We all know we have some of America's dirtiest air, but now a recent report shows it's worse than it was last year.
This past winter was an unseasonably dry one and that took a toll on our air quality. It was a dry and abnormal winter throughout the San Joaquin Valley. Lack of rainfall and our dry weather teamed up to help our air quality go down.
17 News Chief Meteorologist Alissa Carlson explains some of the contributing factors to the poor air quality. "Spring has been wet, but winter didn't really show up until spring arrived, at least winter weather. And, in December, we had a trace of rain. In February, we had just a quarter of an inch.”
Natalie Dysan is a mother of two. One of her kids struggles with bronchitis, and she says living in the Central Valley raises health concerns. "It is discouraging when we have the days where it is bad air days and we can't go outside or they say to stay inside. It is kind of a bummer when you have kids and they want to hang out and be outside."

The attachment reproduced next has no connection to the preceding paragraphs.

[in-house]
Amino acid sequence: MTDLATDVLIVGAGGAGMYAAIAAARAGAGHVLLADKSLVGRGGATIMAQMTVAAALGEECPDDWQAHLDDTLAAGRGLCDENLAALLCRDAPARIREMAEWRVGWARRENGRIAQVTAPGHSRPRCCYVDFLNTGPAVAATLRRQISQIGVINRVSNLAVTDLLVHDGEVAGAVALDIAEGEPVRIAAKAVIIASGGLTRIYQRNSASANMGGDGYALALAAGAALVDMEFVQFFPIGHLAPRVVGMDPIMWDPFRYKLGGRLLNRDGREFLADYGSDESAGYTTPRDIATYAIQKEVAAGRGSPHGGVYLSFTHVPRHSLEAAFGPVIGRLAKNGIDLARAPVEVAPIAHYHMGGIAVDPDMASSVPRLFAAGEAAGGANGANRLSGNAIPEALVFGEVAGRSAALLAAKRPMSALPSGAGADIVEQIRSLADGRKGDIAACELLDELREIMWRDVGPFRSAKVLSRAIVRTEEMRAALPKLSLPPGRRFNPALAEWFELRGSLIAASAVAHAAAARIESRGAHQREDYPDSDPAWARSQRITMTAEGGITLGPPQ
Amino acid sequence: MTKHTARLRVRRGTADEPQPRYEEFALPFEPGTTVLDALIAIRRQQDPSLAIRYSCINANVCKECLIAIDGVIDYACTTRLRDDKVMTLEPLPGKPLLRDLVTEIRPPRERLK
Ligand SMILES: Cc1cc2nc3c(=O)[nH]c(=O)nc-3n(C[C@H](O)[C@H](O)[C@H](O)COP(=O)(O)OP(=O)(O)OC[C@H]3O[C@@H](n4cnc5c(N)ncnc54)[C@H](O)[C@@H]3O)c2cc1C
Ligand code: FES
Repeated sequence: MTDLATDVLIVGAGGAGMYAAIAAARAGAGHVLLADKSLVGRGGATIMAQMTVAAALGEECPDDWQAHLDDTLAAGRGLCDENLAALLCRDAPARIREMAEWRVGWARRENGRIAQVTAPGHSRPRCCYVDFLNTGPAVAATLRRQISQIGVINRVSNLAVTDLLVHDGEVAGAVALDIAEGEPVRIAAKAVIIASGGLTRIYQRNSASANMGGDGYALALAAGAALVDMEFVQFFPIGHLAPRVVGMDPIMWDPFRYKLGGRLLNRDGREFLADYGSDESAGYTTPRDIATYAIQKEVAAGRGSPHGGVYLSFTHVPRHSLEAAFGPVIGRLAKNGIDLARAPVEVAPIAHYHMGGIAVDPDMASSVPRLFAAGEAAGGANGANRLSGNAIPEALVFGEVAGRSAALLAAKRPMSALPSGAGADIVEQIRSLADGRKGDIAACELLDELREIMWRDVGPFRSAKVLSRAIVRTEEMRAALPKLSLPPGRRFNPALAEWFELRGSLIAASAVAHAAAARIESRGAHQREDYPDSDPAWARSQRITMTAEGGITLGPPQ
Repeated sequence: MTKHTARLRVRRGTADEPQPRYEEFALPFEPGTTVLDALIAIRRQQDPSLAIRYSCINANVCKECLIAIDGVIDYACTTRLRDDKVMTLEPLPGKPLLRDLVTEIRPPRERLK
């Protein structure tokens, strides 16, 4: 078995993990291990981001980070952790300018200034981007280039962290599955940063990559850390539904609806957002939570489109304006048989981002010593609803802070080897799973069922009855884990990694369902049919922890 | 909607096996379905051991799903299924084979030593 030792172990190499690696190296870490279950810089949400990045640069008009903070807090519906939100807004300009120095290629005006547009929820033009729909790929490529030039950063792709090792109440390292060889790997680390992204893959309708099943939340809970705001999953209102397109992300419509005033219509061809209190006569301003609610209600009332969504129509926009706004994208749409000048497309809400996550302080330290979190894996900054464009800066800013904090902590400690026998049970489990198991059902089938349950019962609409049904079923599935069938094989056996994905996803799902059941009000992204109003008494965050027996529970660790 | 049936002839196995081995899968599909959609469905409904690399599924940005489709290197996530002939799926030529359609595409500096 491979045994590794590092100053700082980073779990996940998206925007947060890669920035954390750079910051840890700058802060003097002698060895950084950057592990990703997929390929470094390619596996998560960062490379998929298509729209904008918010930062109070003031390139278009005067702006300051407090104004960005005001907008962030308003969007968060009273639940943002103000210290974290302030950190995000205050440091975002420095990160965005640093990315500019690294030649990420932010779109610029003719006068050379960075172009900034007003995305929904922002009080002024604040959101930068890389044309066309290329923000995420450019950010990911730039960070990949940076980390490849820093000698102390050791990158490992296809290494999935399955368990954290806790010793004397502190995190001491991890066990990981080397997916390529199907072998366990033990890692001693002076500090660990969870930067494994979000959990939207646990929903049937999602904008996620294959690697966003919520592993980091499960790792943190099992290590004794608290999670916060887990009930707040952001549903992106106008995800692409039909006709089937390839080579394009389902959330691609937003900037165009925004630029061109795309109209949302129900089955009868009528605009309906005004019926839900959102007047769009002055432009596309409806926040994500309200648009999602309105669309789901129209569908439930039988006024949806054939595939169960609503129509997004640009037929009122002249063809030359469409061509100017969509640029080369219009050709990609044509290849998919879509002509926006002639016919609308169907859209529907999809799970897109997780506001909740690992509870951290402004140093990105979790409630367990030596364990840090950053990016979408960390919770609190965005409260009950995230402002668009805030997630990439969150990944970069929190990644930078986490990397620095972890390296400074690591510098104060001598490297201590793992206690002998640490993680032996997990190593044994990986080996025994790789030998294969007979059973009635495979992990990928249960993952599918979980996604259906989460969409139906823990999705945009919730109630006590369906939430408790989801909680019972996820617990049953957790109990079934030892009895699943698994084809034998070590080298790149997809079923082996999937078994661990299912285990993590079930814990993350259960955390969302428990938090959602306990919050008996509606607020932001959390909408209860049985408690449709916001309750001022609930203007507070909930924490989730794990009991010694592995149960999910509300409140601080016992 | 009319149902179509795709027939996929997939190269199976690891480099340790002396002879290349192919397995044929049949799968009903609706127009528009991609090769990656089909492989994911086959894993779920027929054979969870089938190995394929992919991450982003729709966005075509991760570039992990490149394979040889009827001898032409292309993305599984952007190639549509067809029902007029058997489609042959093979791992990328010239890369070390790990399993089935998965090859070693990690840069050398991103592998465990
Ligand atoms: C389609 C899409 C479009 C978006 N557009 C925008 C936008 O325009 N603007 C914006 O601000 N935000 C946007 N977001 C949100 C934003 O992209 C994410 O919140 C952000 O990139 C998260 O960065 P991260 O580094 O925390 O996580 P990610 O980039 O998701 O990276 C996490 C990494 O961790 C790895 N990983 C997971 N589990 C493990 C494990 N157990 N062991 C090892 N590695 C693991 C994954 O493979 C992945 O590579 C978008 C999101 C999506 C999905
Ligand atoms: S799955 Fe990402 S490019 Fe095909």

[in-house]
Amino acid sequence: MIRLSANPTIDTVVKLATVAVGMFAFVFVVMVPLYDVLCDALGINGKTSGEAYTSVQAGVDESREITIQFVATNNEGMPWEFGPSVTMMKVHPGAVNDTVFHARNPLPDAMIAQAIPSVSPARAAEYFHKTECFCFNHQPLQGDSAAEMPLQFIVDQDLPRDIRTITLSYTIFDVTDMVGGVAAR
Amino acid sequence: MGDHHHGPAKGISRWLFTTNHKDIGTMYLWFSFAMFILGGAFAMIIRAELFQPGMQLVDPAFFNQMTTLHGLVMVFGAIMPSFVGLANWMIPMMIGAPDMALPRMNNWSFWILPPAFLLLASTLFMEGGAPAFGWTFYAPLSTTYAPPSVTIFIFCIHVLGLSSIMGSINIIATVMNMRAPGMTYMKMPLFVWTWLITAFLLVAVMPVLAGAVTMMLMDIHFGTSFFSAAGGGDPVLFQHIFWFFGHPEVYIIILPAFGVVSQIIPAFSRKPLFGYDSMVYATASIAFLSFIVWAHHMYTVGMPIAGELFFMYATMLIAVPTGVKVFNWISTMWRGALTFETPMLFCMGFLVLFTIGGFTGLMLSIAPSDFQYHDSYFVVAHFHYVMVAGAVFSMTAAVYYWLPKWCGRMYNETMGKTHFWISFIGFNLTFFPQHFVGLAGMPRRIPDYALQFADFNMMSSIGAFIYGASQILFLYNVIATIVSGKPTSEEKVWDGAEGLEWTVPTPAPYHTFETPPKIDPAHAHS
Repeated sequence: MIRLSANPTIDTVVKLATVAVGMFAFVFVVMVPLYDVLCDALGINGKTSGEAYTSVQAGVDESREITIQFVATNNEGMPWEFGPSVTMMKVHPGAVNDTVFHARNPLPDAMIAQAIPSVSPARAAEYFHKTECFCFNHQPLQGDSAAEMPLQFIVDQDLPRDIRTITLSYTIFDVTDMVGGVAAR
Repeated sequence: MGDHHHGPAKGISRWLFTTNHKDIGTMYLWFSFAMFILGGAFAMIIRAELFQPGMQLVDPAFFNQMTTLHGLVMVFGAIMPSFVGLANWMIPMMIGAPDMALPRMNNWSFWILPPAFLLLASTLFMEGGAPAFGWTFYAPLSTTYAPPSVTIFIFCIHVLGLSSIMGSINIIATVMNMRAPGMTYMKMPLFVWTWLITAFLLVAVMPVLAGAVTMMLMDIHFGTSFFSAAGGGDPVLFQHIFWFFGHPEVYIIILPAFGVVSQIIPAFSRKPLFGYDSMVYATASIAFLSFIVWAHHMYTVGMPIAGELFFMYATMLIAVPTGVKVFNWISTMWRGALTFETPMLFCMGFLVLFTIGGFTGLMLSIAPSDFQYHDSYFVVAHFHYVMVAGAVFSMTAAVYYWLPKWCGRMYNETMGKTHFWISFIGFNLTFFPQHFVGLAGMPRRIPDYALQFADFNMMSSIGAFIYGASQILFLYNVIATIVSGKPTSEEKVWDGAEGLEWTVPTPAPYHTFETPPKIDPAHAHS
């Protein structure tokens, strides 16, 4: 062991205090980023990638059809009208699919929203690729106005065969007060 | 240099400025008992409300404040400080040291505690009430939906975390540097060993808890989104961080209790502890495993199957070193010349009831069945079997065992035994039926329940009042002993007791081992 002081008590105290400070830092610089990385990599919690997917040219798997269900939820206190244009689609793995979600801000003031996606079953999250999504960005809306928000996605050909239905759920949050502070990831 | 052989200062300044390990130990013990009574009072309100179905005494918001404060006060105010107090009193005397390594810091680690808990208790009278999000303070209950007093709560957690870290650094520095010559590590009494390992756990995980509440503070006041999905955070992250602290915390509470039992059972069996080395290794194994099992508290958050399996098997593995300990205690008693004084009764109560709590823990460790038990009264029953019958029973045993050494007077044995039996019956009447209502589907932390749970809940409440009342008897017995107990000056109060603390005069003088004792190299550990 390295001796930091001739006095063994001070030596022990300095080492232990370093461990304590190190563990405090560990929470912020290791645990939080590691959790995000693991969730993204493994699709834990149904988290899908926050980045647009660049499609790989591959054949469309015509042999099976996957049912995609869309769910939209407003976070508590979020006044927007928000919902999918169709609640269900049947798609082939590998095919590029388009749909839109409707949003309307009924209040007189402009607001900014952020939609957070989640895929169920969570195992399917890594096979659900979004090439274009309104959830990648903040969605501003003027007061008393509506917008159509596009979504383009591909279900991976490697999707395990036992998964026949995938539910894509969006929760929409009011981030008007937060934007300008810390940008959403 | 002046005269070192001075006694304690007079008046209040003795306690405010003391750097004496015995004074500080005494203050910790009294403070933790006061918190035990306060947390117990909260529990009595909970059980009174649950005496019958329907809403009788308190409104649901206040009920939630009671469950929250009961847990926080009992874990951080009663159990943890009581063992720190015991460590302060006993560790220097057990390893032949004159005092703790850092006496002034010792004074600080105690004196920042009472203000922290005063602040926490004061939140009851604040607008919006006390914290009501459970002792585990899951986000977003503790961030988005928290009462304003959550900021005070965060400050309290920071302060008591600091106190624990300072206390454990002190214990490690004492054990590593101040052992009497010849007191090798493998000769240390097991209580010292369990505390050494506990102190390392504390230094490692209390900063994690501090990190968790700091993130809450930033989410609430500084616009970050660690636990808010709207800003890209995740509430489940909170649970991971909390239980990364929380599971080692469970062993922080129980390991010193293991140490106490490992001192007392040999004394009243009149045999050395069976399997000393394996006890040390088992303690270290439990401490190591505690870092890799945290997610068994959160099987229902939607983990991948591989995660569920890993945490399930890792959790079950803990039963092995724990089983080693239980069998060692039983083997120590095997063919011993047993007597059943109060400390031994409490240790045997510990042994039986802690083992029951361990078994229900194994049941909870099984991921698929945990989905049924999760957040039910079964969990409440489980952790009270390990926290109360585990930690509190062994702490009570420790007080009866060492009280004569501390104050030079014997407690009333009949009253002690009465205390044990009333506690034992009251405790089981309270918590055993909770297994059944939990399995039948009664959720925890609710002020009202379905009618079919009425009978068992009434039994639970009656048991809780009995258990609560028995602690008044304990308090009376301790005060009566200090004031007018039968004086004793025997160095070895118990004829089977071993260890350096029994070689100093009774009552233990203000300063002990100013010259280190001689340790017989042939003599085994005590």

Poor air quality can have a significant impact on our health, including lung problems, asthma, and even heart disease.
April's 2012 report from California Air Pollution Control shows San Joaquin Valley counties had thirteen more unhealthy air days compared to last winter.
Brenda Turner from the Valley Air District says, "This winter was rather unusual. We are hoping that this is not a long-term pattern and particulate matter levels built and we had far more 'no burn' days."
Those 'no burn' days have helped our area see significant improvements over long-term air quality.
Turner says, "We are seeing much better quality than we saw five or ten years ago, so that is the very important thing that people need to remember."
According to the report, the South Coast and San Joaquin valley areas had an estimated $22 billion in annual health care costs from air pollution.